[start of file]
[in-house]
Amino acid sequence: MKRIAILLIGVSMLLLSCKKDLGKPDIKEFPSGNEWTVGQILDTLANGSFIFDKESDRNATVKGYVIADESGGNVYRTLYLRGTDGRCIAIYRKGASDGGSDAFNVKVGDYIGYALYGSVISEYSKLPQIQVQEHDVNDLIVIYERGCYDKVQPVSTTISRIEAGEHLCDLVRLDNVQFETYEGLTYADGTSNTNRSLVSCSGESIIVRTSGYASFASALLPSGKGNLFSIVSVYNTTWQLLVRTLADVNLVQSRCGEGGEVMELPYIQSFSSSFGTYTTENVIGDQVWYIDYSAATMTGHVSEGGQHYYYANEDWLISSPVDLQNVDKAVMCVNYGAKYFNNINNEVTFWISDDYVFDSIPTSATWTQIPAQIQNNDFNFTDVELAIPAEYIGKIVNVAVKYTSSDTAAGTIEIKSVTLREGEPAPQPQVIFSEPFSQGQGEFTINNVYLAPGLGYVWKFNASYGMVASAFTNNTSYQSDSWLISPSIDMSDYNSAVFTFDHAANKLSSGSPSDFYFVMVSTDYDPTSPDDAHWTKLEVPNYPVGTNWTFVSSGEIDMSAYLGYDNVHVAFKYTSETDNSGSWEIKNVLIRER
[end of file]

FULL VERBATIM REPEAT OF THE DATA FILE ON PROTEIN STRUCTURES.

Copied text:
[in-house]
Amino acid sequence: MKRIAILLIGVSMLLLSCKKDLGKPDIKEFPSGNEWTVGQILDTLANGSFIFDKESDRNATVKGYVIADESGGNVYRTLYLRGTDGRCIAIYRKGASDGGSDAFNVKVGDYIGYALYGSVISEYSKLPQIQVQEHDVNDLIVIYERGCYDKVQPVSTTISRIEAGEHLCDLVRLDNVQFETYEGLTYADGTSNTNRSLVSCSGESIIVRTSGYASFASALLPSGKGNLFSIVSVYNTTWQLLVRTLADVNLVQSRCGEGGEVMELPYIQSFSSSFGTYTTENVIGDQVWYIDYSAATMTGHVSEGGQHYYYANEDWLISSPVDLQNVDKAVMCVNYGAKYFNNINNEVTFWISDDYVFDSIPTSATWTQIPAQIQNNDFNFTDVELAIPAEYIGKIVNVAVKYTSSDTAAGTIEIKSVTLREGEPAPQPQVIFSEPFSQGQGEFTINNVYLAPGLGYVWKFNASYGMVASAFTNNTSYQSDSWLISPSIDMSDYNSAVFTFDHAANKLSSGSPSDFYFVMVSTDYDPTSPDDAHWTKLEVPNYPVGTNWTFVSSGEIDMSAYLGYDNVHVAFKYTSETDNSGSWEIKNVLIRER